When no-one at all is able to come with a satisfactory explanation then this gives much greater weight to the mistake thoery. As individuals we might each only know 90% of the picture. As a community there is almost nothing that is not known by someone. The chances of everybody missing the solution is very small indeed.

24. Pandean says:

I have another suggestion regarding the possible explanation for the apparently missing definition in the X clue.

If the word ‘King’ were to be doing double duty, then we could also have King=R. The clue for R (‘He could be near dry in earth’) then would provide the definition for Xerophile.

Very libertarian, agreed, but this is Araucaria after all. And the rather odd wording of the R clue suggests it just may itself be doing double duty.

25. Davy says:

As no-one has mentioned it so far, the annotated solution gives :-

X xerophile REX(rev) + L I HOPE (anag)

So, no error and no further explanation.

26. tupu says:

Hi PeeDee

Many thanks for getting back. I take your point re consensus which offers a further useful consideration in the use of Occam’s Razor. My main point at 22 was simply to note that choosing the simpler solution is not always as staight-forward as one might hope.

I have been a little surprised in this case that – despite your initial plea – no one, apart from myself (and Gervase with his comment about possible editorial motivation) has even ventured to try to suggest what sort of mistake there might be.

I am not by any means convinced about my own suggestion, though it did seem an intriguing coincidence of widespread xerophilic plant qualities and double entendre with ‘moving’. Ultimately, as noted, a missing adjective may well be the simplest solution.

27. tupu says:

Hi Davy and Pandean

Thanks. We crossed.

The annotated solution simply ignores the lack of a definition.

I am not clear how the link to the R clue is to work (e.g. re ‘ex’), but it is true that it more or less defines ‘xerophile’.

Peedee – do you have a link to the editor?

28. Pandean says:

Hi tupu,

R is a common abbreviation for Rex=King, so linking the two clues would work via double duty of the word ‘King’ in the X clue. It does however require a bit of a two-step jump to get there, and it seems to have been too much of one for solvers to get, if it was intended. I may however be barking up completely the wrong monkey-puzzle tree.

29. tupu says:

Hi Pandean.

Me too! I begin to wonder if the two clues have got a bit mixed up, though, somewhere along the line.

The French anthropologist Levi-Strauss suggests that sacred stories (myths) may serve to remove anxieties about unpleasant ‘contradictions’ by engaging the reader/listener in a dialectic process of mediation/synthesis, new antithesis etc until the original impulse is ‘exhausted’. I suspect that’s where we are now getting and that perhaps the ‘silent majority’ were wise not to be too bothered in the first place.

I suppose in my own case, a revision of Hamlet’s well-known line to ‘There are more things in google, tupu, than are dreamt of in your or anbody else’s philosophy’ might be an apt warning.

30. PeeDee says:
31. tupu says:

Hi PeeDee

Many thanks. It may be worth a try.

32. RCWhiting says:

You could both be right:
Could it be an omission, but of only an uppercase R from X.
This could look rather strange to a proof reader who assumed it had wandered in from R and consequently erased it.

33. SteveC says:

Many thanks for this. Araucaria alphabeticals absolutely brighten up my whole weekend, especially when they contain clues of such elegance as J and G. There’s a unique satisfaction to be had from solving them.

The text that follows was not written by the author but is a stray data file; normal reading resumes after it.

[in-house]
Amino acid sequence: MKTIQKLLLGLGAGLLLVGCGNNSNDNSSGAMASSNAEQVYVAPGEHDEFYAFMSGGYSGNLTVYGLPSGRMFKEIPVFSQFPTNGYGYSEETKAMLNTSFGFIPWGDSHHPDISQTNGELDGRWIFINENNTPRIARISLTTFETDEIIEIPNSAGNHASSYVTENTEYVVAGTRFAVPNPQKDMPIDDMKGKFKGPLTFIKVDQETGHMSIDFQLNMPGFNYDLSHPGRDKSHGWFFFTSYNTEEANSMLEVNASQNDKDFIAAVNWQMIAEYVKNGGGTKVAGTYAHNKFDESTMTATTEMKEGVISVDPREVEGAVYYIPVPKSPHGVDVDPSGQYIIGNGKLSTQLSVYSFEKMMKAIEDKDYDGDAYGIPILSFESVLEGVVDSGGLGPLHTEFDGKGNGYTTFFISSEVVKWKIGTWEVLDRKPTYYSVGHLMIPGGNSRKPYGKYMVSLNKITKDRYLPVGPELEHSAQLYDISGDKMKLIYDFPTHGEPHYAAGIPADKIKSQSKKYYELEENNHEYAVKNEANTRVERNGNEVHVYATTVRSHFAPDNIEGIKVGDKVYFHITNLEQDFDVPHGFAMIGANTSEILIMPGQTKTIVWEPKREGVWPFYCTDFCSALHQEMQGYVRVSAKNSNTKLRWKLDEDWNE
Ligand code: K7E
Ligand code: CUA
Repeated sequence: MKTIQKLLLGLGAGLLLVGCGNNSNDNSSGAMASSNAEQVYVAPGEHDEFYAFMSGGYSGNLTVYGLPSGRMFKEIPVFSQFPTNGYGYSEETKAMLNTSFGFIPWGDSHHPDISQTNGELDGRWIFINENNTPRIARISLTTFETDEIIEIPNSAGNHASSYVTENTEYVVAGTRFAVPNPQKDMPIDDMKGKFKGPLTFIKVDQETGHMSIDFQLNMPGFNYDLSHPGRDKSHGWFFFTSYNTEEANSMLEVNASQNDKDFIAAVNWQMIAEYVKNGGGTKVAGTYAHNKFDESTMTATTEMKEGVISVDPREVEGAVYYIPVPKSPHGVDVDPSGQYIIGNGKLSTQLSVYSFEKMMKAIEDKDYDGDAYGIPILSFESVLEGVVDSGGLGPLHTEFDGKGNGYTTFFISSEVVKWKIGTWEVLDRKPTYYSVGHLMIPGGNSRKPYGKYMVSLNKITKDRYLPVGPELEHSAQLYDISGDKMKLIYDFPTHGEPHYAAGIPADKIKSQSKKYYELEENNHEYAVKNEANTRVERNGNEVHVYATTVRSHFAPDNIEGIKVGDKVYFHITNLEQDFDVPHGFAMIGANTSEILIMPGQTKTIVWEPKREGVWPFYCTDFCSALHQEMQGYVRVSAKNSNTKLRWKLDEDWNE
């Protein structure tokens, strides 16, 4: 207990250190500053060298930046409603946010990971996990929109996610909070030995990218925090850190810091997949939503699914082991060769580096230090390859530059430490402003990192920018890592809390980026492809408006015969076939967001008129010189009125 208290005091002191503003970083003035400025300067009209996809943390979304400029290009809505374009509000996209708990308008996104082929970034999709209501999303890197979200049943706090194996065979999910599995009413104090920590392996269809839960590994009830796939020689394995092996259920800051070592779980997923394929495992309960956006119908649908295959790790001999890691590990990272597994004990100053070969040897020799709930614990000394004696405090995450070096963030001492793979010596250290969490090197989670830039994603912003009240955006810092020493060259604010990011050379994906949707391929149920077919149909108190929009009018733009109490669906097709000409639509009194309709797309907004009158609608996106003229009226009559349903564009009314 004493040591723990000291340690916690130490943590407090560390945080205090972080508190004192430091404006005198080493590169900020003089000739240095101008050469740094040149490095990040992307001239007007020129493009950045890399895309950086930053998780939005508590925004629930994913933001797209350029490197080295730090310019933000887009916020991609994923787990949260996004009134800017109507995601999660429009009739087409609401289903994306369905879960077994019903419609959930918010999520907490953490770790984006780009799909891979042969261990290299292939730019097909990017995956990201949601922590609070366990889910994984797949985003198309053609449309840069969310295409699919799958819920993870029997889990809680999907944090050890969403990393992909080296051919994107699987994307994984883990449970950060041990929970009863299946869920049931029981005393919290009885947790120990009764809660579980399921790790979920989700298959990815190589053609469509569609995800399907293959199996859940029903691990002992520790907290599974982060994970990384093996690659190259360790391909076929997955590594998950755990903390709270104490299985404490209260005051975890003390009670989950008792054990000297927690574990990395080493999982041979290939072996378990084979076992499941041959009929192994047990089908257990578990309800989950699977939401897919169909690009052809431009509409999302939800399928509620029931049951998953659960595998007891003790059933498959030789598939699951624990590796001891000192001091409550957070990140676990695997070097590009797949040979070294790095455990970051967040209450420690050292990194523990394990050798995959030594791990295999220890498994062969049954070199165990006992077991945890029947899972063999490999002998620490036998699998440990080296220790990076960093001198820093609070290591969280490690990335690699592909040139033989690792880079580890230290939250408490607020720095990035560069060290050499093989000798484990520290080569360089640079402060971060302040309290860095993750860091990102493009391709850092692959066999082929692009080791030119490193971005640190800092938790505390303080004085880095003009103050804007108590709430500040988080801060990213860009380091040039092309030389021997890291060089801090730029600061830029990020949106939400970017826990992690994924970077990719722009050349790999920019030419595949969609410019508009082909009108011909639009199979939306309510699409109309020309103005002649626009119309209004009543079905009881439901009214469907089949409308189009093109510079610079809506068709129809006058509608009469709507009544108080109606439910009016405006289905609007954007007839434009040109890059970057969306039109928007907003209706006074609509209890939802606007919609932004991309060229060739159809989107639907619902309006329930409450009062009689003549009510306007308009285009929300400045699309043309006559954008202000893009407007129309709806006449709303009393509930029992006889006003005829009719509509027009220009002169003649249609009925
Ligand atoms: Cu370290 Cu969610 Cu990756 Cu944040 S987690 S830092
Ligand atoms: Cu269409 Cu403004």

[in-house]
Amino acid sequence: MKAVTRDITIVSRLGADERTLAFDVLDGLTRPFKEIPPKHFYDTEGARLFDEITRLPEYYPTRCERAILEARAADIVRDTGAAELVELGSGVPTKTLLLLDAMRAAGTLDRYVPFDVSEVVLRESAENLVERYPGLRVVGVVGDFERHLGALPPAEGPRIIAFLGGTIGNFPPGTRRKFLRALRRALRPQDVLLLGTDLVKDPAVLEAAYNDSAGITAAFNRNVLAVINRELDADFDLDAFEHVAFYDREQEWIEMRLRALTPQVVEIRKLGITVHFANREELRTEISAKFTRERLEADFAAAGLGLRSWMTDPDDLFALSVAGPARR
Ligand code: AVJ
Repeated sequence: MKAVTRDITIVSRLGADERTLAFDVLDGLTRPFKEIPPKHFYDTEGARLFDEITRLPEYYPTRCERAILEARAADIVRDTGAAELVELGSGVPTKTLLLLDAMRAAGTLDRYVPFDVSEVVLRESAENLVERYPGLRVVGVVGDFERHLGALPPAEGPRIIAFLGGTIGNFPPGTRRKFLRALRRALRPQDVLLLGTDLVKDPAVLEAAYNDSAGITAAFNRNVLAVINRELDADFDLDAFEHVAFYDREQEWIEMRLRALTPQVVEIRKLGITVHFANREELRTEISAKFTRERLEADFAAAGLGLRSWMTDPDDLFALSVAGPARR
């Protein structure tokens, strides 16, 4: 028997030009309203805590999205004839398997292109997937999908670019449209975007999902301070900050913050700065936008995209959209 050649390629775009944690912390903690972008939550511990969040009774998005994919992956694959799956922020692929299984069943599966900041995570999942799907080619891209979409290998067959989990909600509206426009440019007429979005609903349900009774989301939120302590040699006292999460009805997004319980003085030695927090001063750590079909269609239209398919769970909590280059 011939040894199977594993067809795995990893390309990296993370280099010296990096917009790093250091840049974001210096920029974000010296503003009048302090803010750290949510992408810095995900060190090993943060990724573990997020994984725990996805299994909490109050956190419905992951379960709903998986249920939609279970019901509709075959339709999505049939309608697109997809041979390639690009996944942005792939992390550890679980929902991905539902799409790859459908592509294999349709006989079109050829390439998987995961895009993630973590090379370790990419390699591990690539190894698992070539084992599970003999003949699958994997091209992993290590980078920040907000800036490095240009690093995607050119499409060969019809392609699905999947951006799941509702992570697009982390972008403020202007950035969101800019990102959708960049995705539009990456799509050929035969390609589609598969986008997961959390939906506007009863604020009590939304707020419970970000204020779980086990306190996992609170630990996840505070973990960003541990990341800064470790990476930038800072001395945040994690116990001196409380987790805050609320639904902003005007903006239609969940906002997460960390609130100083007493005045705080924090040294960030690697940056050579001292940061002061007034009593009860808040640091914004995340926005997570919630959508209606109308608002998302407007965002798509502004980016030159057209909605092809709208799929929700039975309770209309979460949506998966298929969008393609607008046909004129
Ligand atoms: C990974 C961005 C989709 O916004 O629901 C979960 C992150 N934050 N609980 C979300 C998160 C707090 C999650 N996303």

I too had weewee rather than weeper, knew it was wrong but it was the last clue and I couldn’t think it through further.

Thanks to all who maintain this excellent site.

34. tupu says:

Hi PeeDee et al

I emailed Hugh Stephenson to enquire about the X clue and got the following strange reply.

‘Xerophyte is a plant that can survive on very little water, such as a cactus. The definition is thus ‘cactus”

I have so far not heard further after querying this.

35. PeeDee says:

Looks like another case of the moving cactus then, it must have left the crossword entirely by the time it got to the printers.

36. Vince says:

“Xerophyte is a plant that can survive on very little water, such as a cactus. The definition is thus ‘cactus””

Brilliant response when the answer we’re all querying is xerophILE!

37. tupu says:

Hi PeeDee

Thanks. I’m reminded of Fitzgerald’s Omar Khayyam verse
‘The moving finger writes: and, having writ,
Moves on: nor all thy piety nor wit
Shall lure it back to cancel half a line,
Nor all thy tearswash out a word of it’.

I begin too to think there might be possibilities of a clue involving King Caractacus!

38. PeeDee says:

Very nicely put tupu!

39. Hugh Stephenson says:

I have finally got to the bottom of the mystery.

The corrected clue for X, published in the paper on 10 March, was:

Cactus king backed by student, I hope, getting moving (9)

Normally the PDF of a puzzle published online is taken from the final version for the paper. Unfortunately on this occasion the PDF for this jigsaw puzzle was uploaded early without my knowing and thus did not include the late change to the clue for X.

My apologies. I am trying to get the correct PDF substituted now in the archive.

40. tupu says:

Thanks Hugh Stephenson

In fact my copy of the Guardian did not have the correction included. I suspect the same is true of other bloggers’ copies (on paper and on line)too.

Hi all

Clearly the majority view, as Gervase sensibly suggested, was correct! I’m glad it’s (more or less) sorted.

41. Eileen says:

Hi tupu

I did like your suggestion, though.

[My copy of the Guardian didn’t have the correction, either.]

42. PeeDee says:

Hugh – thank you very much for coming to fifteensquared and giving us the explanation.

43. RCWhiting says:

I received the same information from HS.
It is,of course, quite incorrect as tupu says.
I see only the print version and the word ‘cactus’ was absent.
So, PeeDee, there is little to thank.

44. RCWhiting says:

It was a very strange error since ‘King’ was printed with an upper case K.